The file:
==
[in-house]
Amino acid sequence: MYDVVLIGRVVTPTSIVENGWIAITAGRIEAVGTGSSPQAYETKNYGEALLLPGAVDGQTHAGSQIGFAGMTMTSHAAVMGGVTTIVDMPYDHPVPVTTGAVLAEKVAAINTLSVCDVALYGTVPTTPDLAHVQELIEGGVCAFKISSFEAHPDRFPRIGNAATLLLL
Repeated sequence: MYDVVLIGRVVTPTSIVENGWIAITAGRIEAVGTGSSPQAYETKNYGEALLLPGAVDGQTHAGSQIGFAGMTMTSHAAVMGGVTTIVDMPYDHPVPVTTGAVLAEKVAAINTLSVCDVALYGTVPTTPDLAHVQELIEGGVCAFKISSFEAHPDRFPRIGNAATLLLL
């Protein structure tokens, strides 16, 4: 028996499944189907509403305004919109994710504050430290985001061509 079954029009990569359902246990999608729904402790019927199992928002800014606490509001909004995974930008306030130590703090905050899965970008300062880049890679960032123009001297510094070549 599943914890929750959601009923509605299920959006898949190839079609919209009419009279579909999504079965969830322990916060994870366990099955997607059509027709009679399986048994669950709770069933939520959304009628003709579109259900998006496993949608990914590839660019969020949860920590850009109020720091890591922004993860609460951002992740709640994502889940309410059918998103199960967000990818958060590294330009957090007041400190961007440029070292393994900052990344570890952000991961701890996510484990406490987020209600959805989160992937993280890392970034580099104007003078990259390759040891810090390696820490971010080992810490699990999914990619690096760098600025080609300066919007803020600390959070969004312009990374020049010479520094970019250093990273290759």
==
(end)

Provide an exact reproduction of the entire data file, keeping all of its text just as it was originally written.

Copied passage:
[in-house]
Amino acid sequence: MYDVVLIGRVVTPTSIVENGWIAITAGRIEAVGTGSSPQAYETKNYGEALLLPGAVDGQTHAGSQIGFAGMTMTSHAAVMGGVTTIVDMPYDHPVPVTTGAVLAEKVAAINTLSVCDVALYGTVPTTPDLAHVQELIEGGVCAFKISSFEAHPDRFPRIGNAATLLLL
Repeated sequence: MYDVVLIGRVVTPTSIVENGWIAITAGRIEAVGTGSSPQAYETKNYGEALLLPGAVDGQTHAGSQIGFAGMTMTSHAAVMGGVTTIVDMPYDHPVPVTTGAVLAEKVAAINTLSVCDVALYGTVPTTPDLAHVQELIEGGVCAFKISSFEAHPDRFPRIGNAATLLLL
């Protein structure tokens, strides 16, 4: 028996499944189907509403305004919109994710504050430290985001061509 079954029009990569359902246990999608729904402790019927199992928002800014606490509001909004995974930008306030130590703090905050899965970008300062880049890679960032123009001297510094070549 599943914890929750959601009923509605299920959006898949190839079609919209009419009279579909999504079965969830322990916060994870366990099955997607059509027709009679399986048994669950709770069933939520959304009628003709579109259900998006496993949608990914590839660019969020949860920590850009109020720091890591922004993860609460951002992740709640994502889940309410059918998103199960967000990818958060590294330009957090007041400190961007440029070292393994900052990344570890952000991961701890996510484990406490987020209600959805989160992937993280890392970034580099104007003078990259390759040891810090390696820490971010080992810490699990999914990619690096760098600025080609300066919007803020600390959070969004312009990374020049010479520094970019250093990273290759």